I hope there's a spare battery in that gear for the electric bike you have there. That looks like a currie tech product. You are going to drain that battery with all that extra weight. www.highpowreredcycles.com
They sell a solar option for charging that won't weigh you down. What I mean bythat isn't that it is light but that the missing weight of the money you won't be carrying with you will make up for its weight. But if you are serious about this, then its something to look into.
Nice set up with the dolly. Look up some ways of attaching it on the internet. Bungies and zip ties are good for to the store and back and they might make it in a bug out or get home situation, but if there are purpose built items or less temporary methods of doing it, then that's a better way of doing it.
Also consider changing the tires on the two wheeler. If you can ge bicycle tires on there, it will roll easier and more stable in turns.
I also just wrote a post about using an entire bicycle as a cargo trailer for a ridden bicycle. If you have two of the same bike, then you have spare parts right behind you and in the case of a catastrophis failure of one, you have another bike to ride. You could even tow a kid trailer behind the towed bike.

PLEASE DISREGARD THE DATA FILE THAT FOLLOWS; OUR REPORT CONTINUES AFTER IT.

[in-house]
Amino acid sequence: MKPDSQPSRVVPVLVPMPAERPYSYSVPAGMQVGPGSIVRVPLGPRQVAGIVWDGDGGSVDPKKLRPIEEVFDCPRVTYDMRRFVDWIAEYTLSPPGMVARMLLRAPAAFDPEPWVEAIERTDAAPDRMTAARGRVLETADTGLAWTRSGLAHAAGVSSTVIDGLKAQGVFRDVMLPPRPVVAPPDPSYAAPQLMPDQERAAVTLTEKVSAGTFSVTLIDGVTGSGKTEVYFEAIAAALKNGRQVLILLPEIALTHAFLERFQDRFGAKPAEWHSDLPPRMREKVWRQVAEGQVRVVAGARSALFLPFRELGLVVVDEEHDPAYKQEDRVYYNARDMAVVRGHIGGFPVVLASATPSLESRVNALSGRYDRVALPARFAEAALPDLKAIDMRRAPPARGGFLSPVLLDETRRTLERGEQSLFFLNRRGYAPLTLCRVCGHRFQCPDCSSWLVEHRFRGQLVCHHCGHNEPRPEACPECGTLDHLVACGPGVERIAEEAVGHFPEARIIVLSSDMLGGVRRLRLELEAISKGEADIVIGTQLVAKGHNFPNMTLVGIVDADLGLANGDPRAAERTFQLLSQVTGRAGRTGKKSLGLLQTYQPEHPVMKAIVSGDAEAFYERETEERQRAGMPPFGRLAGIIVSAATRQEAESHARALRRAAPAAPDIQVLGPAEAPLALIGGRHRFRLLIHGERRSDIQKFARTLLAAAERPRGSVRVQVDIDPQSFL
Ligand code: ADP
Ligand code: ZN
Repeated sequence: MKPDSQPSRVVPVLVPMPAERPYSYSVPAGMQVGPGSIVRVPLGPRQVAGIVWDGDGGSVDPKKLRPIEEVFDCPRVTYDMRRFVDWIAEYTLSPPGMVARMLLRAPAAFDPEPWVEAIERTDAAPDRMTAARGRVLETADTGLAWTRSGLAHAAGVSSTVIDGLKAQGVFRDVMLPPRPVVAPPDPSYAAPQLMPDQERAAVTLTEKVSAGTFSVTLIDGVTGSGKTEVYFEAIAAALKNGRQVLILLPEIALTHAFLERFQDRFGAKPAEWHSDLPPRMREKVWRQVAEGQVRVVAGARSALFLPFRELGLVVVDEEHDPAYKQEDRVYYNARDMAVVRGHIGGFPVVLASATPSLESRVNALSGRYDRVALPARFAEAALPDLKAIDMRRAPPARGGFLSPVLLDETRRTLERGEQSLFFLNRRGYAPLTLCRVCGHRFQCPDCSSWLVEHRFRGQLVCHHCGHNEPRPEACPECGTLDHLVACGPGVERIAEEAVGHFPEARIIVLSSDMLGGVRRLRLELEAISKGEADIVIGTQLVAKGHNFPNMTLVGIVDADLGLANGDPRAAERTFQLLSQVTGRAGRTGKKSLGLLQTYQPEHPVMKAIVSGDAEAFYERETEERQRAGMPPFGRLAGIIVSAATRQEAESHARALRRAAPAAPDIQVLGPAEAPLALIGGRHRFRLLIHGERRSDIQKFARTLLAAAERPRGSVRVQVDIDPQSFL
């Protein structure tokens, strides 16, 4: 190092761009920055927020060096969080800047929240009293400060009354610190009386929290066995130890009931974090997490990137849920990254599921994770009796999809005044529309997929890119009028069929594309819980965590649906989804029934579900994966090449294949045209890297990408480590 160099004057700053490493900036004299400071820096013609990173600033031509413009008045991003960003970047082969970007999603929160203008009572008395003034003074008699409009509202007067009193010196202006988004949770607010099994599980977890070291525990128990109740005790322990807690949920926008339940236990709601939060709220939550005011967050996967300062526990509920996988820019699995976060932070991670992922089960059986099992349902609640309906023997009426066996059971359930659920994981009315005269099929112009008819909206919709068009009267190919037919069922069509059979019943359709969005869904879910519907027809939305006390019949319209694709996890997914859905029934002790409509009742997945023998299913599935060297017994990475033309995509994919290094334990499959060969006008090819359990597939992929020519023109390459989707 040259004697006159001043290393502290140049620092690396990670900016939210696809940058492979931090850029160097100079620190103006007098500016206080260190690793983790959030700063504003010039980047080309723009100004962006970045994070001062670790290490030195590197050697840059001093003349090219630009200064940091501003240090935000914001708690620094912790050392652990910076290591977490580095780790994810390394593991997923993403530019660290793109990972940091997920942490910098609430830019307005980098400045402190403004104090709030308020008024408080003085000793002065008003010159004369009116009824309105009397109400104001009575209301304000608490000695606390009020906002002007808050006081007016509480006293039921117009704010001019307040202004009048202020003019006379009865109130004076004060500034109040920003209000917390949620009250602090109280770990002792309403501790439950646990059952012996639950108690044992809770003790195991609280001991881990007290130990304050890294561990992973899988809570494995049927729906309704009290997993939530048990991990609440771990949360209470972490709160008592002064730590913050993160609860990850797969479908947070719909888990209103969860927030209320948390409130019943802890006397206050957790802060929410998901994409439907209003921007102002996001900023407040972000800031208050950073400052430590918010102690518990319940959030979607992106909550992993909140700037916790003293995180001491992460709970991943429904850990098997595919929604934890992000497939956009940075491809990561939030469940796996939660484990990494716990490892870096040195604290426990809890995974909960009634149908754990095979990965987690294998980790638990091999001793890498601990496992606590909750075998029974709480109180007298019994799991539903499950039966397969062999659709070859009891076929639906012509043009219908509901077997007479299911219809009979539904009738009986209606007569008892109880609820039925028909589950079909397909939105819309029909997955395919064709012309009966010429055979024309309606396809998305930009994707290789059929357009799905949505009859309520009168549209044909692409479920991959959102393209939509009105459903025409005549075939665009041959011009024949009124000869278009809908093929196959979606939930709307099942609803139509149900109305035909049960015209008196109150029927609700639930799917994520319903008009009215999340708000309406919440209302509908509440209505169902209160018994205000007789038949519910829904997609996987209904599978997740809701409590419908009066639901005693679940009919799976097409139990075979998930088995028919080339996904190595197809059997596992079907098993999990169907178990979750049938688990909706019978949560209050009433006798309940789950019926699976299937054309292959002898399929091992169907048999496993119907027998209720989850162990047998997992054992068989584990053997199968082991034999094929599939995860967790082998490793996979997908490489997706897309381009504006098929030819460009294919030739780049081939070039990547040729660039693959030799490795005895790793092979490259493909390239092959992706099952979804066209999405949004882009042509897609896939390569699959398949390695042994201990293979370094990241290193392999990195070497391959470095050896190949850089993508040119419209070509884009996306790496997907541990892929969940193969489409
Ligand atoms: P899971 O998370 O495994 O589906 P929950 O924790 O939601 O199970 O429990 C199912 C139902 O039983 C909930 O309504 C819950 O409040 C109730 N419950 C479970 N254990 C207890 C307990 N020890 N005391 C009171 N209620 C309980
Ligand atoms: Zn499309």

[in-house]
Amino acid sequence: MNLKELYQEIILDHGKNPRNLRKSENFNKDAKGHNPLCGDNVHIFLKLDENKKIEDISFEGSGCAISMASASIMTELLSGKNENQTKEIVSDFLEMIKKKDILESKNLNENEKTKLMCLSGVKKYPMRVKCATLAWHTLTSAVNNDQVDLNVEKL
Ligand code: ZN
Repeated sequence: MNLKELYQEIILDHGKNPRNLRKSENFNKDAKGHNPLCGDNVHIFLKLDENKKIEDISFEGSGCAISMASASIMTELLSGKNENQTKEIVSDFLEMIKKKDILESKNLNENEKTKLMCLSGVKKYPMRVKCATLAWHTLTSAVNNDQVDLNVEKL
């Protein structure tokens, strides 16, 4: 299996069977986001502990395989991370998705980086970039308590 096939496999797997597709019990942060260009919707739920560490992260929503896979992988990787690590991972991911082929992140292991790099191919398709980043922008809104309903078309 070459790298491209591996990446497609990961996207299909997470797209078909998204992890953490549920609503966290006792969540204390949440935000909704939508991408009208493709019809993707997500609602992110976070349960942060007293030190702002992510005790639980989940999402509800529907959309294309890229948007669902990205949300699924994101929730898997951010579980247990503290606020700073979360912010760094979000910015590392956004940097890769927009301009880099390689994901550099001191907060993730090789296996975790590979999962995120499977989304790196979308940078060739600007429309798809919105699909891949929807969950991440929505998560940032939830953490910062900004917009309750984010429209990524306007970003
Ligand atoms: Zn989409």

If you are going to use a powered bike for this, it might just be better to get one o the two stroke kit motors for bicycles and install it.
You could do this on some electrics and have redundant drives, extra power and extended range. I mentioned this in another post but will repeat it here.
The usual way that the two (or four) stroke motor is mounted on a bike is in the big triangle. Then there's a chain running from the motor to a srpocket on the left hand side of the wheel. The sprocket is usually bolted into the spokes. This is ok but has some problems.
What I am going to do with my set up is attach a sprocket of some size to the spindle of the bottome bracket and drive the cranks with the motor.
That's right, ill be able to use my gearing system in conjunction with the motor.
Not sure if this can be done with all bikes and even if, it requires some modification. One, you will have to find a sprocket to attach to the spindle and figure out how to do that. My idea is to get a left hand rear sprocket for a flip flop hub, and take a metal collar and thread it to accept the sprocket. Have the collar welded carefully to the spindle. Then the sprocket can be put on. Since its a left hand job, it will tighten under drive toruqe.
I will then add some bmx pegs to the seat or chain stays so as to have a place to put my feet and keep my legs out of the way while the motor litterally pedals for me.
This has a couple of advantages, one, I doesn't apply torque directly to the spokes causing possible failure. It uses less chain and the sprocket on the spindle is lighter. It doesn't complicate rear tire changes the way another second sprocket and chain on the left side do.
It allows you to change over a wide range of gears, finding a great balance between speed, power and efficiency.
You probably want to install shorter crank arms (these will be less efficient for pedaling) so that you have less chance of getting your legs whacked while riding.
These are things that I am or will be working on.
Will update when I get stuff done.